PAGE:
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COVID-19 Crisis: Testing the Waters to Get Back to Business

4 MINUTE READ | May 11, 2020

COVID-19 Crisis: Testing the Waters to Get Back to Business

Author's headshot

Abby Long

Abby Long is the Senior Managing Editor at PMG.

PMG is providing near-daily briefings to track the novel coronavirus outbreak and its impact on the economy and business world for our customers. The briefing for May 11th, 2020 was sent to PMG customers this morning, and can be found below.

Happy Monday. This weekend, I donned a face mask and went shopping for nonessentials at a few big brand home retail stores to see what the new normal looks like. The in-store safety measures were vastly different, the most unusual being a “touchless shopping experience,” in which only store associates were allowed to remove the merchandise from the shelves and take to the front for check-out. Only then was I permitted to confirm the softness of a navy blue throw pillow I had my eye on. 

My first question is, what pandemic response criteria are to be met before customers are allowed to touch fabric and sit on couches again before they buy? Then, how do you shift your messaging to reintroduce the “preCOVID shopping experience” and signal that conditions have changed? Or do you ever revert back?

Anyway, let’s get onto the briefing.

  • Weekend in review

  • Back to business

The coronavirus outbreak has hit the White House. Two staffers tested positive, health directors, including Dr. Fauci, are self-quarantining, and daily testing has been introduced for every staff member and Administration official. Across the pond, France allowed its citizens to leave their homes this morning after 55 days of mass quarantine (though most businesses aren’t open yet), and the U.K. unveiled its “conditional plan” to ease restrictions

In South Korea, newly reopened bars and nightclubs were closed down after a wave of new infections. Shanghai Disney reopened this weekend with limited capacity, timed entry, and strict social distancing guidelines. Tickets sold out, and judging by the photos, attendance was in the thousands. Australia’s Prime Minister Scott Morrison shared his three-step process via Facebook that will remove all domestic restrictions nationwide by July as a result of a major testing and contact-tracing drive. Speaking of contact tracing, the U.K. is considering ditching its homegrown contact-tracing app for the Apple x Google technology in development.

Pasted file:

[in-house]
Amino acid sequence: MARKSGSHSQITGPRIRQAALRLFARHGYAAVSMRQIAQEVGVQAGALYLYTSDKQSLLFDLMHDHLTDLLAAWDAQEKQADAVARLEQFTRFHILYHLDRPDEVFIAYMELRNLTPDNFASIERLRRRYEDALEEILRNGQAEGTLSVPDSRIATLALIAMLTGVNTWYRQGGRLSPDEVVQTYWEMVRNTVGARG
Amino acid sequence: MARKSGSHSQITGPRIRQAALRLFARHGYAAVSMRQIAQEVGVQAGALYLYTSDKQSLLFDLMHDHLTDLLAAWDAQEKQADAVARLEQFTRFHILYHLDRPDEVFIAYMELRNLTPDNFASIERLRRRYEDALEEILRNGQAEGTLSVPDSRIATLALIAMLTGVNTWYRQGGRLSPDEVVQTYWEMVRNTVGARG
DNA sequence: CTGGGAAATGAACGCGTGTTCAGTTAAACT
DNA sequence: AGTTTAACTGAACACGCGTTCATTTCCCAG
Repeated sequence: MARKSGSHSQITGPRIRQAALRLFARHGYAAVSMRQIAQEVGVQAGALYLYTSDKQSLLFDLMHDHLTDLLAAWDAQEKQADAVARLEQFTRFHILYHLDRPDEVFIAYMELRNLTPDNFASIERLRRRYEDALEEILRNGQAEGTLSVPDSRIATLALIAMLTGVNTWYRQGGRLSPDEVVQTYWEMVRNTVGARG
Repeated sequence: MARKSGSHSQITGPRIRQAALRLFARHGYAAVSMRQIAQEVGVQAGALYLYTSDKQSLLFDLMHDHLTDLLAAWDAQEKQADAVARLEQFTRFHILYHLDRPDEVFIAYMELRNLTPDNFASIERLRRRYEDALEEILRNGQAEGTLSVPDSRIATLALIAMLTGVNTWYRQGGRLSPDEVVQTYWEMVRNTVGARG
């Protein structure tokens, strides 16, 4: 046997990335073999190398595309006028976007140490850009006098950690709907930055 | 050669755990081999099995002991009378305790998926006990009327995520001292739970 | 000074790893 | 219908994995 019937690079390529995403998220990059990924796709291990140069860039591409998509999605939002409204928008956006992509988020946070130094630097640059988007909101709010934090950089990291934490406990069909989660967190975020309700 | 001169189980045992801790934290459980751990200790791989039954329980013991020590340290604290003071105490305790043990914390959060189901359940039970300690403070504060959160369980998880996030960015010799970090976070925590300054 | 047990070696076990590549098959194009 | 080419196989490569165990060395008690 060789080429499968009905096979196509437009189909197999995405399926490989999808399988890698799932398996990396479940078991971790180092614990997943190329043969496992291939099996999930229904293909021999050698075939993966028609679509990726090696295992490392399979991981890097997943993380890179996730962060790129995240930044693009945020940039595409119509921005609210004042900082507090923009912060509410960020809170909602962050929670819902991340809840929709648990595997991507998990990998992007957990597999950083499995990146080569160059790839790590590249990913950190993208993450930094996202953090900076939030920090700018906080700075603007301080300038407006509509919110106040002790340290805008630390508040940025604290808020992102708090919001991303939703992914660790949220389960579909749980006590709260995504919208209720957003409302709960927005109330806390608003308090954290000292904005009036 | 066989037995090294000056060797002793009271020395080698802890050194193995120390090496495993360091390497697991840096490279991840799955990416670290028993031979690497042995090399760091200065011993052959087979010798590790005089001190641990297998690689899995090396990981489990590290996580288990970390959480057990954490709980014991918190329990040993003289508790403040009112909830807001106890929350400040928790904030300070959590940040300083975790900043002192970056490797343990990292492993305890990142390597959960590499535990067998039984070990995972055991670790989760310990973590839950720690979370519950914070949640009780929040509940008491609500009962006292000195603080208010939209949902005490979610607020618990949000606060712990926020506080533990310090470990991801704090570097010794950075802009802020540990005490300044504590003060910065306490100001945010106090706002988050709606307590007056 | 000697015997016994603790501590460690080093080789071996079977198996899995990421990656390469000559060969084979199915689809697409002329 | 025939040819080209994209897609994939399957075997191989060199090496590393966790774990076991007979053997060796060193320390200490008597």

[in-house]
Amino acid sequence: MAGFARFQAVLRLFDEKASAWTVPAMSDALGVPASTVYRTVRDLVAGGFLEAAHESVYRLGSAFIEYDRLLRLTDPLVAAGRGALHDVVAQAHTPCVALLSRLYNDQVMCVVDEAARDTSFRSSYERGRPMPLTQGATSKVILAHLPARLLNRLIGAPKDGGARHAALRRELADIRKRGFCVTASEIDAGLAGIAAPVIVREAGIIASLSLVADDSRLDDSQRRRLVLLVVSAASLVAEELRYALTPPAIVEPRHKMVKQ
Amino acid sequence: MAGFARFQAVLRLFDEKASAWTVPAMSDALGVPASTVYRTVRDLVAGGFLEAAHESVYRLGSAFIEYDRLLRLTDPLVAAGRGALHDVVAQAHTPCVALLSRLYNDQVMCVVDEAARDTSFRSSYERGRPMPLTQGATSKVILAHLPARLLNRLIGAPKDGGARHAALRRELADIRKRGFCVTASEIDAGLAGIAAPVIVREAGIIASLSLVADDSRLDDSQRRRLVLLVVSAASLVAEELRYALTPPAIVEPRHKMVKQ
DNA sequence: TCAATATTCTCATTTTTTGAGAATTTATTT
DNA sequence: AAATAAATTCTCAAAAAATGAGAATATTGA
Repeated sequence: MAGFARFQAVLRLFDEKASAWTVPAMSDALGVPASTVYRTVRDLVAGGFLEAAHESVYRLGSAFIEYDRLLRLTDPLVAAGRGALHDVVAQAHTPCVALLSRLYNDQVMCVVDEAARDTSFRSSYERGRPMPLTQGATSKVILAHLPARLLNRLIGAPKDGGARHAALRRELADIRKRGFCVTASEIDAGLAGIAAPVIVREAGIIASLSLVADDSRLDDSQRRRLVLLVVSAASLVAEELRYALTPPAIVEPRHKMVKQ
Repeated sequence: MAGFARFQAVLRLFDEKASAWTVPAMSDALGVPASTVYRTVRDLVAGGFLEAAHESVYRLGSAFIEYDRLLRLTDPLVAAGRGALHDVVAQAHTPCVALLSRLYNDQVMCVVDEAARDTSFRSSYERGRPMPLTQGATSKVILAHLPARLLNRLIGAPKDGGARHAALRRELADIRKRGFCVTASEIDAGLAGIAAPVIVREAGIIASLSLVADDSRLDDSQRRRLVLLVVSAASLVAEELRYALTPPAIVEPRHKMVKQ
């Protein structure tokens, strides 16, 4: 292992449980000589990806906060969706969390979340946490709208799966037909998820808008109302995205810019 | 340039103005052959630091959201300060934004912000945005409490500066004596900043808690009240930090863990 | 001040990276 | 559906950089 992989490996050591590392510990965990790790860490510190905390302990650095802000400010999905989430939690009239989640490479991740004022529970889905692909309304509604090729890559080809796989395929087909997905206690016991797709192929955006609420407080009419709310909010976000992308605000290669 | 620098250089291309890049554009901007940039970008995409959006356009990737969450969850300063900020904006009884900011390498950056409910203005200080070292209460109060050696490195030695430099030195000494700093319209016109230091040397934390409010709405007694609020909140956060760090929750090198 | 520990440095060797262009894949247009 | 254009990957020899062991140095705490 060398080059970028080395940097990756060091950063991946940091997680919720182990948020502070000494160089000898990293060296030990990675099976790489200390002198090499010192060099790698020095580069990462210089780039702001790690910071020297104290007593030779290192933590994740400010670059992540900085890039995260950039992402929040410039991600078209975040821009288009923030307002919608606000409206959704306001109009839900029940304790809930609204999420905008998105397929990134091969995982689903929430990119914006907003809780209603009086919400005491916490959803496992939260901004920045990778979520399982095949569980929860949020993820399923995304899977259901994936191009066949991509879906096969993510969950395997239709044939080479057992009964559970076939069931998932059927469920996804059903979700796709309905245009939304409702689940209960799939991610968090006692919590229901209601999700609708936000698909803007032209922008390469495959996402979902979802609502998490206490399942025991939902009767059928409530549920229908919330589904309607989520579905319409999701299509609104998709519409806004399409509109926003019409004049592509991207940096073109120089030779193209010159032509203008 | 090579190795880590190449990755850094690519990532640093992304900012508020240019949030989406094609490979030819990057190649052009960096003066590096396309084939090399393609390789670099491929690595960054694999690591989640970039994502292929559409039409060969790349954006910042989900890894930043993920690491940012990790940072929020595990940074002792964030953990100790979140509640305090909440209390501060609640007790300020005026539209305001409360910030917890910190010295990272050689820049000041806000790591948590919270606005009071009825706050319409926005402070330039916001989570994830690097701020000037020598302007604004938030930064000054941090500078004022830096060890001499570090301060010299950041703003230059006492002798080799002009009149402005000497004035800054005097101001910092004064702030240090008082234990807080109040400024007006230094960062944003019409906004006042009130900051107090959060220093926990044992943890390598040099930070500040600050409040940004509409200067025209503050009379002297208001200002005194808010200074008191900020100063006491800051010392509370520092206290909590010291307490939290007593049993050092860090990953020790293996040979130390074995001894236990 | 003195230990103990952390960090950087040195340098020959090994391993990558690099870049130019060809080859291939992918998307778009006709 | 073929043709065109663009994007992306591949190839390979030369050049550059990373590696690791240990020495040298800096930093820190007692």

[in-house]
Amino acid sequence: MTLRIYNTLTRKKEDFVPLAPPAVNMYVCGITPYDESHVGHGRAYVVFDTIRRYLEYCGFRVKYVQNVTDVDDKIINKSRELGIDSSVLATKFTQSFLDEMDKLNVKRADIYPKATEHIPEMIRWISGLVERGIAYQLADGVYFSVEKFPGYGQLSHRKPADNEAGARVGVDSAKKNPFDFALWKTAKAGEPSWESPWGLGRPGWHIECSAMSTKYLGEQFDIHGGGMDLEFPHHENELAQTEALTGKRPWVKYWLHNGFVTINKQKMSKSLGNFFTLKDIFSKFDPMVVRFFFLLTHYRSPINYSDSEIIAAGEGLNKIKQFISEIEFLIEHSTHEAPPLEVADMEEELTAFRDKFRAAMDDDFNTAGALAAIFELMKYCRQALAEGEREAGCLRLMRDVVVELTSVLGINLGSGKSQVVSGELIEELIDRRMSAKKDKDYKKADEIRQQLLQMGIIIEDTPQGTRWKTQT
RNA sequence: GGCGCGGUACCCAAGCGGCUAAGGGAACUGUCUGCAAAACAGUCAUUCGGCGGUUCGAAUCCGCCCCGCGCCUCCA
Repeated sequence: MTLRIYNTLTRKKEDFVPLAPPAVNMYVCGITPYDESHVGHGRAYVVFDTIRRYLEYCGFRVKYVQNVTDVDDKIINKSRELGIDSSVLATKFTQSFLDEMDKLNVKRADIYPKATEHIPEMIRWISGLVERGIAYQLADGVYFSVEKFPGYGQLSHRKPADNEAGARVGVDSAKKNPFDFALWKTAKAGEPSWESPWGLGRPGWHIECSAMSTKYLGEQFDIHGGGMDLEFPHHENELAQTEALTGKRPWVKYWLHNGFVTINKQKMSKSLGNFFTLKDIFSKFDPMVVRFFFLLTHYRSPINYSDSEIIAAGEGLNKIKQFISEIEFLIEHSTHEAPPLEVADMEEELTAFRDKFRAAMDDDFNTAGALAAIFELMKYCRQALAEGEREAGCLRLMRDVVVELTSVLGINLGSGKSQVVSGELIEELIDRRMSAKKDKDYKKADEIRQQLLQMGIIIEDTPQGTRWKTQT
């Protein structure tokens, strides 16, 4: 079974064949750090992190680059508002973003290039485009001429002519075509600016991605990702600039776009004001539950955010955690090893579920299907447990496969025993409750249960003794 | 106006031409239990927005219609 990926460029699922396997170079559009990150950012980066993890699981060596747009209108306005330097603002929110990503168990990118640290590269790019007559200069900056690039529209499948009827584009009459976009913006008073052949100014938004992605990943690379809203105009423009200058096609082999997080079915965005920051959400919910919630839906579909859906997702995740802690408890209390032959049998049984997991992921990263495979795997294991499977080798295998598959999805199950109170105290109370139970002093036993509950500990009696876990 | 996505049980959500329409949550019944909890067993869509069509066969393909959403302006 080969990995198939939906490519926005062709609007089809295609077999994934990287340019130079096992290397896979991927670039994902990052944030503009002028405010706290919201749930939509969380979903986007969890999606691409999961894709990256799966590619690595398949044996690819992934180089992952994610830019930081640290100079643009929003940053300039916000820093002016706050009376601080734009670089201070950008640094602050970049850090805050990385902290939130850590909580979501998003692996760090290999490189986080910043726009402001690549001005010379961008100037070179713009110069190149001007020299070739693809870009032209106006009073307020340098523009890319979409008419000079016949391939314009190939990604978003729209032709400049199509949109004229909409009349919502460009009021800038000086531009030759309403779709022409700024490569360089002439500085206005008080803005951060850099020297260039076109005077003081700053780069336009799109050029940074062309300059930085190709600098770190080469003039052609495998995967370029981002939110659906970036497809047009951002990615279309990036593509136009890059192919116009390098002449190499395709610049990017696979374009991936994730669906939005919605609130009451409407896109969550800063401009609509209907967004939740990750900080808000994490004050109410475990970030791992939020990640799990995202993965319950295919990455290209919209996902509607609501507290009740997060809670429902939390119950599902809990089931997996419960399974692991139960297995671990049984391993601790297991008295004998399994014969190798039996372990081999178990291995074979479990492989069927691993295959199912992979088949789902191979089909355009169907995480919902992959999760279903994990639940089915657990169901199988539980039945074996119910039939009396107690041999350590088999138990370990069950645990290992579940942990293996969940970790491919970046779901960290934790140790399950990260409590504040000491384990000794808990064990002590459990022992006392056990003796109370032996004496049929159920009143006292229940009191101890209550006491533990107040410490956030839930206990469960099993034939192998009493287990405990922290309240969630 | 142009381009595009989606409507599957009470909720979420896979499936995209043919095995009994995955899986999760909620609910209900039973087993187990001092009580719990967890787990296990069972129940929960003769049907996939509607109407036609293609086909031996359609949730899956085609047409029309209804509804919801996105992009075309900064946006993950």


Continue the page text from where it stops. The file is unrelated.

Other weekend news of note:

  • Per MoffettNathanson, the number of pay-TV subscribers lost in Q1 reached 1.8M, the sector’s worst quarter on record.

  • The first major U.S. sporting event since lockdowns began, UFC 249, took place on Saturday night without fans.

  • Tesla sued to reopen its Fremont, CA factory after local restrictions contradicted state reopening guidelines. Elon Musk threatened to pull the automaker company out of the state. 

  • Carnival announced its cruise lines will take sail again in August, and one booking company saw a 600% increase in volume compared to three days before the announcement, a +200% YOY increase. 

On Friday, the April jobs report was released, and the “White House economic adviser Kevin Hassett said on CBS News’ “Face the Nation” on Sunday that he believes the unemployment rate will surpass 20% and peak in May or June,” according to Axios. Treasury Secretary Steven Mnuchin estimates it could soon reach 25 percent. From The New York Times, “April 2020 — more technically, the period between the second week of March and the second week of April — was the worst month for American workers at least since the Great Depression and possibly in the history of the nation.”

Of the 20.5M jobs lost last month (which equates to more than one out of eight jobs), over 36K were associated with the advertising industry

With the clock ticking, several bureaucratic hoops to jump through, and consumers getting restless to return to normal, it looks like everyone is testing the waters as soon as reopening is allowed, determining how to safely reopen for students, customers, and get employees back to work. CLEAR, the biometric ID company you’ve probably seen at airport checkpoints, announced it would have a new product to help businesses screen employees by linking personal health data to verified IDs. I have no doubt we’ll see more tech concepts and postCOVID solutions announced ahead of summer and in the weeks to come. 

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Have a fantastic Monday.